A Sugar-Dusted, Liquor-Soaked Vestige of the Roman Carnival

December  1, 2016

Italy’s most famous Carnival celebrations take place in Venice, Viareggio, and Putignano—spread out over the “boot”—but the annual pre-Lenten festivities once drew thousands of pilgrims to Rome.

In the middle ages, the Roman Carnival was a two-day affair of feasts, races, and bull fights in Testaccio and Piazza Navona; when Paul II of Venice took the tiara during the Renaissance, the festivities were stretched to nine days. Via del Corso, the mile-long road then called Via Lata, hosted horse, donkey, and water buffalo races. Floats full of masked performers rode through the streets and lavish banquets accompanied theatrical performances. Shortly after the Pope was defeated by the secular Unification movement, Carnival was banned—a victim of vanquished Papal power.

You don’t skimp when you’re honoring a carnival.

But tiny vestiges of the defunct Roman Carnival survive: Children dress in costumes and toss fistfuls of colorful paper confetti (these will remain wedged in cobblestone cracks through Easter), and Romans of all ages indulge in seasonal sweets. In the weeks preceding Lent, we queue at bakeries and pastry shops for treats like castagnole. Though health-conscious Romans drive a market for a baked version, traditionally castagnole are chestnut-shaped fried dough balls rolled in sugar, soaked in liquor, or dusted with cacao. You don’t skimp when you’re honoring a carnival.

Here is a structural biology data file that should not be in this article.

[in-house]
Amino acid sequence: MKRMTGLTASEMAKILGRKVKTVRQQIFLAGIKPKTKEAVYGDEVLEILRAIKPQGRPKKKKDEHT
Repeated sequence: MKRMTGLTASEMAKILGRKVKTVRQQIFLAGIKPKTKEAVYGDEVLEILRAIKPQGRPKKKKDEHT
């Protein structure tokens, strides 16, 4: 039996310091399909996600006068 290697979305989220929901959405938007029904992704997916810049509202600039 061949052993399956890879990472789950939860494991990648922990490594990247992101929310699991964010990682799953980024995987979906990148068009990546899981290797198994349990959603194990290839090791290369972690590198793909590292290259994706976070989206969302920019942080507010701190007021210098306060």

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Written by: katieparla

Author of Tasting Rome

1 Comment

chefrockyrd December 3, 2016
Thank you for the article and recipe. My grandmother would make these or something like them but they would be bigger and she included some yeast in the dough. Other than that they seem very similar with the orange juice and anise liquor. Although they were best freshly fried, we ate them anytime, and they got chewier. She would not have baked them. They were kept in a large fancy cut glass jar on her sideboard in the dining room. Next to it was a tall footed glass container of liars cookies, another light flaky fried dough with lots of confectioners sugar on them. When you ate them the sugar went all over your chin and shirt.